Why do the Commanders want a run-first offense?

Why do the Commanders want a run-first offense?

Comment on this story


During a press conference Tuesday, Washington Chiefs coach Ron Rivera and general manager Martin Mayhew emphasized that they want to have a first-round offense in 2023. They cited their playing careers — both defensive backs for the heavy in the 1980s and ’90s — and repeatedly referred to the team’s “formula” with quarterback Taylor Heinicke, who had to run downhill, take away play action and dominate time of possession to help the defense.

Despite devoting significant resources to the passing game last offseason, and despite throwing often early this season, Mayhew said the pass-heavy approach was circumstantial. If running back Brian Robinson Jr. had he been healthy to start the season, he said, the offense would have been first.

“We were outscored two-to-one, which is not our formula,” Mayhew said of those early weeks. He pointed to the convincing win over Dallas in the season finale. “We were a two-on-one pass. … That’s how we want to play.”

Do commanders really want to be the first strike in 2023? Or will they be forced into it?

It is a difficult question. Several factors could influence the answer, including the outcome of the next quarterback search and who Rivera hires to replace offensive coordinator Scott Turner, who was fired Tuesday.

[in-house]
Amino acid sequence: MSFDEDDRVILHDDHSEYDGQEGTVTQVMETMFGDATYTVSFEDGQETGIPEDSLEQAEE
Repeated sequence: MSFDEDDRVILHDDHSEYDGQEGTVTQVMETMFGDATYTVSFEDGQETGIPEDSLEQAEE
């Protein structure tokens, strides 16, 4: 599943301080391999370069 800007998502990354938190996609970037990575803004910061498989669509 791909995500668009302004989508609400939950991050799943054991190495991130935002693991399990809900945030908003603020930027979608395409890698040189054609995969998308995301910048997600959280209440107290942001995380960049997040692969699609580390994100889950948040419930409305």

But if the franchise does indeed spend the offseason building a first unit, it will be digging in its feet in an approach that contrasts with most major league offenses. Even though running the ball became fashionable again in 2022, and even though the team has two talented backs, the best offenses in the modern NFL still throw first downs and have an elite quarterback. A small example: Of the 16 teams that ran the most early downs this season, only two made the playoffs (Dallas and San Francisco).

After the offense was subdued again, the Chiefs fired coordinator Scott Turner

Under Heinicke this year, Washington ran the ball on early downs in neutral situations 62.8 percent of the time, according to the website RBSDM.com. Over a full season, that would rank as the fourth-highest run rate by any offense since 2010. If you’ve watched Heinicke this year, you’re well aware of the dangers of the approach: It reduces the margin for error. In a shorter game, the offense has to sustain long drives, which is difficult historically, and a mistake or two in the red zone can be devastating.

But earlier this year, Atlanta Falcons coach Arthur Smith pointed out that while coaches know the pass is more efficient than the rush, they also need to adjust their rosters.

“It’s not unlike basketball, where everyone predicted every team in the league would play like Golden State,” Smith said. “Well, if you don’t have good three-point shooters, there’s no point in shooting a bunch of threes. Sometimes it’s just necessity and practicality [to run the ball more].”

That idea might sound strange in Washington, which appeared to be building a pass-rushing offense by signing Curtis Samuel, re-signing Terry McLaurin and spending a first-round pick on Jahan Dotson. If the Chiefs stick to that formula, they’d only have about 29 targets per game — the average under Heinicke — to spread among the three wideouts, running backs, tight ends and fourth receiver Dyami Brown .